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Should you consider wireless WAN service for your enterprise?

Learn the advantages and disadvantages of using wireless in your enterprise wide area network (WAN). This article on wireless WAN service considerations explains how 3G and 4G technology developments

Should you consider wireless for your enterprise wide area network (WAN)? This tip details the advantages and disadvantages...

of wireless WAN service and explains how 3G and 4G technology developments will affect your purchasing decision.

Thanks to the emergence of 4G wireless technologies including WiMAX and Long Term Evolution (LTE), IT architects are increasingly considering high-speed wireless technologies as an alternative to last-mile services based on TDM, cable, DSL, or Ethernet -- either for primary circuit replacement or as a wireless WAN backup service.

Wireless WAN services offer some significant advantages, including:

  • No wires: Where available, 4G services offer high bandwidth without the need to pay for, or wait for, wired services to reach your location. In many underdeveloped or remote regions, wireless services offer the potential to bring high-speed access to locations yet to be reached by wires, or where installing a wired infrastructure isn't economically justifiable.
  • Lower cost: Wireless WAN services are often billed on a base monthly fee plus usage rate, making them suitable as an on-demand backup service versus an always-on connection where pricing isn't tied to usage.
  • Low latency: Emerging wireless WAN services are becoming suitable for voice and video, enabling wireless WANs to support the full spectrum of enterprise IP-based applications.
  • Mobility: Wireless WAN services are ideal for temporary locations such as field offices, clinical trial locations, or construction sites. The ability to quickly get up and running, and quickly move to the next location, are key differentiators when compared with wired alternatives, where getting connected could take days (or weeks).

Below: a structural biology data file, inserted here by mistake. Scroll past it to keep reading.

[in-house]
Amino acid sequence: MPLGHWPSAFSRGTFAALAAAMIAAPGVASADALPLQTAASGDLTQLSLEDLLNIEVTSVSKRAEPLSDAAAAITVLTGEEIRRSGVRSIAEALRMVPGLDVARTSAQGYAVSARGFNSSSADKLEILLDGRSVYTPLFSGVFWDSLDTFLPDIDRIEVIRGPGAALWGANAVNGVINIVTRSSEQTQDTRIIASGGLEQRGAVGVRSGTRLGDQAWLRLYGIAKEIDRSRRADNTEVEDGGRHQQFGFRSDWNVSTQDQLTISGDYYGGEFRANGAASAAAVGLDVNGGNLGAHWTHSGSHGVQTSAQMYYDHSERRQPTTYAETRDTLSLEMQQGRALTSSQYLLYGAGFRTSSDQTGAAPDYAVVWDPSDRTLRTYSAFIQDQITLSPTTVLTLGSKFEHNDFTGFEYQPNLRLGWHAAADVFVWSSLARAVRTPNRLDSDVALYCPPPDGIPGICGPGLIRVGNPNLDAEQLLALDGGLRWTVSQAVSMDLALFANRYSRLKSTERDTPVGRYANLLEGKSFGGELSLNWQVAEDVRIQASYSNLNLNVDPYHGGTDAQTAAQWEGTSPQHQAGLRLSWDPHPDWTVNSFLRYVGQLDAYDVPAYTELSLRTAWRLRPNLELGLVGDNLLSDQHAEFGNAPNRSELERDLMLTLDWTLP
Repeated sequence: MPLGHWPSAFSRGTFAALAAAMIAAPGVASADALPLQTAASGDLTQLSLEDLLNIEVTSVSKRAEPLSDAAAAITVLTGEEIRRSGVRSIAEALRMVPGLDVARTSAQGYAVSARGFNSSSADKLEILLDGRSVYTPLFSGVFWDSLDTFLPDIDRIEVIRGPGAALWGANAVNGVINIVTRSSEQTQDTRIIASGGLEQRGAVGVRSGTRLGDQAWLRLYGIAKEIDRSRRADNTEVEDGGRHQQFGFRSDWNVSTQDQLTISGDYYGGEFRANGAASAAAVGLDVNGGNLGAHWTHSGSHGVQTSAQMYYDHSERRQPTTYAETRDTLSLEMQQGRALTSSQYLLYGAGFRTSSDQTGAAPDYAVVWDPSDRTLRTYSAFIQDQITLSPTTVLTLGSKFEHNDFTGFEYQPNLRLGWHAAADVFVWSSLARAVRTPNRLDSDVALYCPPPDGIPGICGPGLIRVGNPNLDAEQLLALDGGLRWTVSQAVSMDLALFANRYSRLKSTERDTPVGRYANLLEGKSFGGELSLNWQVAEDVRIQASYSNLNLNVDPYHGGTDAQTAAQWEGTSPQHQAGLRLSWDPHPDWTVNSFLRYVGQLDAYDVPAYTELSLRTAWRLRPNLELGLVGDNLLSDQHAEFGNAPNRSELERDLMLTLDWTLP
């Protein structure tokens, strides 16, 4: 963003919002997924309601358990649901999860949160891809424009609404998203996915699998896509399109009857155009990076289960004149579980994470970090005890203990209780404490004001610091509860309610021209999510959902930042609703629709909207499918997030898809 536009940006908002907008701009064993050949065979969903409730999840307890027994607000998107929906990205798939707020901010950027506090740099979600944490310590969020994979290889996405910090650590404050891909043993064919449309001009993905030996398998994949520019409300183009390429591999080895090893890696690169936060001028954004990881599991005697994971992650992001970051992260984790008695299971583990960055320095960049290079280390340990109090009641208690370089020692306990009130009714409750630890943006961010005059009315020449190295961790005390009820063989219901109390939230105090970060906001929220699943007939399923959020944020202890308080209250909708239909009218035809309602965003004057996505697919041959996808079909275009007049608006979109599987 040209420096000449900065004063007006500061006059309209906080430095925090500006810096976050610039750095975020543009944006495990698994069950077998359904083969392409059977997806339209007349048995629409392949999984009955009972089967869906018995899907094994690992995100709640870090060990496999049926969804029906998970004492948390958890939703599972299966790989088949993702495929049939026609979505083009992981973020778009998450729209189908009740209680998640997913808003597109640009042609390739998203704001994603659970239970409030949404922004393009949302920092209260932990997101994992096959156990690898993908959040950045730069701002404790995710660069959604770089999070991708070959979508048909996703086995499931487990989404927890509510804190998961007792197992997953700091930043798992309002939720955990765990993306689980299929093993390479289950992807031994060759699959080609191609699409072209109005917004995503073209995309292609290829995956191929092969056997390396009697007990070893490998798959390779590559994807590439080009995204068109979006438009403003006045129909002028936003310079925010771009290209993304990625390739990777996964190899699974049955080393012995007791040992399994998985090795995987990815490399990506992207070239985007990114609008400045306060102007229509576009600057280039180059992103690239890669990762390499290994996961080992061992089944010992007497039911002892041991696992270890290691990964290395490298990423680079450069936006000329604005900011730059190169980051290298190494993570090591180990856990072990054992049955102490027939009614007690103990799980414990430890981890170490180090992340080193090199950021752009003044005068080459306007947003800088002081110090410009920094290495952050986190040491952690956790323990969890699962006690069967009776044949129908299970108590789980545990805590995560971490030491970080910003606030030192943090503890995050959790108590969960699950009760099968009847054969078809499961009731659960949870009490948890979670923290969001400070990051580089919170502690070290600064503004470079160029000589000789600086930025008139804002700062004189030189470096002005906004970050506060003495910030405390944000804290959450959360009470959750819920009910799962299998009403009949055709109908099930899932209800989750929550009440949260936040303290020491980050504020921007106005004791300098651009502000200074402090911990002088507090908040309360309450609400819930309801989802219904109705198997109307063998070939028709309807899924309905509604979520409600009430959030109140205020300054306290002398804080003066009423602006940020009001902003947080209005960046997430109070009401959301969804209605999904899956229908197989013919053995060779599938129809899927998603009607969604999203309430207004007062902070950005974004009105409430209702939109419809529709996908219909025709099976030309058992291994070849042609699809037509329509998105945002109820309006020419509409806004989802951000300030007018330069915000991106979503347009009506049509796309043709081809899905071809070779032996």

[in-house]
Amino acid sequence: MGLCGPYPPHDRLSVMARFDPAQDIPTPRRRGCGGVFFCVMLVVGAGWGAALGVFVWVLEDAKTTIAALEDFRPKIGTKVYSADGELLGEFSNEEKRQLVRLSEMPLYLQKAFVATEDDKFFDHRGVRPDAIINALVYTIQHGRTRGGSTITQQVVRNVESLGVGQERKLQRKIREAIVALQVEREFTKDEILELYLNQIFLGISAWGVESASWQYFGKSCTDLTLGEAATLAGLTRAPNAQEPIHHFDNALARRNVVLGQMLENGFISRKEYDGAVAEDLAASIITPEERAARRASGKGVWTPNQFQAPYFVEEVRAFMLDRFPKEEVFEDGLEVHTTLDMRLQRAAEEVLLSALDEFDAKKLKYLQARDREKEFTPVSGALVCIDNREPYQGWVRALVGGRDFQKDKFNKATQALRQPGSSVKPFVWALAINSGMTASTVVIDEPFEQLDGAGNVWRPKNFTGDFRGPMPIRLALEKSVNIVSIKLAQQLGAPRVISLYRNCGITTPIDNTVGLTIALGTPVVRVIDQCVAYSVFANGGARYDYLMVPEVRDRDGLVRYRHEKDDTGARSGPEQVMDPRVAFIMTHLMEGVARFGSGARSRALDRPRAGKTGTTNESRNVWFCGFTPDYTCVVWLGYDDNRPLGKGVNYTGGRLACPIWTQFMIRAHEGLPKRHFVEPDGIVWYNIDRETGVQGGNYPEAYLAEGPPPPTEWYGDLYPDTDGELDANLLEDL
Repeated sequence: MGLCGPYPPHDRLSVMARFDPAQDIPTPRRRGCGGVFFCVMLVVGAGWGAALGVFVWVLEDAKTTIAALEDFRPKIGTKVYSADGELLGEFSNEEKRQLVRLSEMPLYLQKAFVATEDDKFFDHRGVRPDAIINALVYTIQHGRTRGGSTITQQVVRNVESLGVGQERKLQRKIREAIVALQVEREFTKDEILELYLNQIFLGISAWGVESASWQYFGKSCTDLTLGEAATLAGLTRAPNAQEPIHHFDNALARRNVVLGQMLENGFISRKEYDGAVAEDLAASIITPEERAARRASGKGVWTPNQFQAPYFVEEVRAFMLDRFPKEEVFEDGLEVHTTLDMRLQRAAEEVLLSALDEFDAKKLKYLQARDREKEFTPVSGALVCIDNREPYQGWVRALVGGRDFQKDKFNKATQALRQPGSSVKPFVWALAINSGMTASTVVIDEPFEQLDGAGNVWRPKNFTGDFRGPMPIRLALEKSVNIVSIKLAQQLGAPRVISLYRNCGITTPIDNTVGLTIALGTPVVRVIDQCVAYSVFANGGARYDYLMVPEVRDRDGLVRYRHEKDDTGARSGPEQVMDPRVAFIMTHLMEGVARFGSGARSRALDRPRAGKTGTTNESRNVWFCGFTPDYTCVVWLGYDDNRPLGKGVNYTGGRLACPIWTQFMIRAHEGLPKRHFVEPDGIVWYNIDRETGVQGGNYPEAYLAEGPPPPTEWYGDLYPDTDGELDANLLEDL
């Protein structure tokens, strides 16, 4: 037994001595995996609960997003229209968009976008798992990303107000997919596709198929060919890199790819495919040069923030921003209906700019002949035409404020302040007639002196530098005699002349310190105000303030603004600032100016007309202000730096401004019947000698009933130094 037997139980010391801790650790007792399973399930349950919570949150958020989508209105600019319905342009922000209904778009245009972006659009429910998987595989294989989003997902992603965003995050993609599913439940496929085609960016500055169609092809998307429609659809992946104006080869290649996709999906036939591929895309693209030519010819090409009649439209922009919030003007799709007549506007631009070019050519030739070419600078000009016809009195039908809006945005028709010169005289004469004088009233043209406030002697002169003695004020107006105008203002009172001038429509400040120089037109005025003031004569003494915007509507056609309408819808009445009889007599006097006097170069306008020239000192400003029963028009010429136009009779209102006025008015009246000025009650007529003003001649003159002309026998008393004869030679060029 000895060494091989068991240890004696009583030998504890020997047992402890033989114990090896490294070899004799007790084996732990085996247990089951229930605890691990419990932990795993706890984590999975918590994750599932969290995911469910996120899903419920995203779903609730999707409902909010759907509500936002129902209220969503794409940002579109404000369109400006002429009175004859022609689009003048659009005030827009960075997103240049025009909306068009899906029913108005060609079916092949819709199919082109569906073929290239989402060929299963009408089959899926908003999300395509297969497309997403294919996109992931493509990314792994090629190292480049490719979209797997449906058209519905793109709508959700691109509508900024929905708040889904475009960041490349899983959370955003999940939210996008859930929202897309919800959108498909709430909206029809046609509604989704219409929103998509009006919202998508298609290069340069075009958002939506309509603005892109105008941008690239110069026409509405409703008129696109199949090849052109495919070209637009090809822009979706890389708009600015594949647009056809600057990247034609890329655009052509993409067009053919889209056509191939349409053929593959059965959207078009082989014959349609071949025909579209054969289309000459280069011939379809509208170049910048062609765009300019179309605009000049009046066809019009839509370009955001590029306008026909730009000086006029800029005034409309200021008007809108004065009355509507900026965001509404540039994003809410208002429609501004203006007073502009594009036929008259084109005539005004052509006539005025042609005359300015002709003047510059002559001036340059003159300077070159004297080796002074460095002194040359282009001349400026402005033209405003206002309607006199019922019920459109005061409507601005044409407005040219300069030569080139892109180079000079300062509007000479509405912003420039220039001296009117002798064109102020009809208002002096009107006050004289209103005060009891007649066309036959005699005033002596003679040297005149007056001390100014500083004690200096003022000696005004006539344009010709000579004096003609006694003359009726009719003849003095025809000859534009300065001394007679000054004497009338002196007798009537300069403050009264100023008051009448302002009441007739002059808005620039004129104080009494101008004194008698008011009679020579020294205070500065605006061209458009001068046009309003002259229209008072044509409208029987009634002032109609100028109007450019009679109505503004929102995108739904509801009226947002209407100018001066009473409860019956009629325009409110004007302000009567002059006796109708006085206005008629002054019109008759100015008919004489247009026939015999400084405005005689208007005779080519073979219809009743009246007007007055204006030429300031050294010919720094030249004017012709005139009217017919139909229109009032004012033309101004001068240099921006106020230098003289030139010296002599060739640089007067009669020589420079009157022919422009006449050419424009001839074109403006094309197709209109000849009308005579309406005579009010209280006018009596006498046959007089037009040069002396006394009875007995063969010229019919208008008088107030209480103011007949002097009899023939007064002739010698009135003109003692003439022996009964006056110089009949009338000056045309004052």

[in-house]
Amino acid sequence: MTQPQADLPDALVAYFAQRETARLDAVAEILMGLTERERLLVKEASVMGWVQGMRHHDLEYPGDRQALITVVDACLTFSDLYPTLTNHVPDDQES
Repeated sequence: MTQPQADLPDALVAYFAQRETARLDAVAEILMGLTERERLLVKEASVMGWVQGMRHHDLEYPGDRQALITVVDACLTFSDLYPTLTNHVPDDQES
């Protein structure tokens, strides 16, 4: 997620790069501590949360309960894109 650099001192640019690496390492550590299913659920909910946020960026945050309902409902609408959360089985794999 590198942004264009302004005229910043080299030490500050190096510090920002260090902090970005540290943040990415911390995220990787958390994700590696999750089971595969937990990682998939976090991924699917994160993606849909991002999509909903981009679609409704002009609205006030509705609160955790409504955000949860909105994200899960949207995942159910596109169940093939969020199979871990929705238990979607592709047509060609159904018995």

The big constraint on wireless WAN adoption is availability. Outside major metropolitan areas in the U.S. and Europe, 4G wireless technologies aren't generally available and may not be available for several more years. While 3G services might be fine for backing up a small office consisting of a handful of workers, 3G wireless services have limited bandwidth. This makes them less than ideal as a primary means of network access for most situations and less suited to latency-sensitive applications such as voice. Given the lack of broad availability of 4G, it's no wonder that Nemertes Research's analysis shows that just 4% of companies are planning a wireless WAN deployment in 2010. However, 38% are evaluating 4G with an eye to deploying wireless WAN services in 2011.

For those in the evaluation stage, there's good news on the horizon. Clearwire has extended its WiMAX offering to 27 markets in the U.S. and is now moving forward with plans to offer services in Europe. AT&T and Verizon too are increasing their investments in LTE throughout their operating regions, with Verizon committing to a 2010 delivery of its production LTE network. While European 4G deployments have been slowed by regulatory battles over voice roaming, some providers, such as TeliaSonera in Norway and Sweden, are already moving forward; and the U.K., India and other markets are getting ready to auction spectrum to support 4G.

So as the market for wireless WAN service improves, IT architects should absolutely consider WWAN as part of their primary and backup access plans.

For further reading, view our WWAN resources homepage.

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This was last published in March 2010

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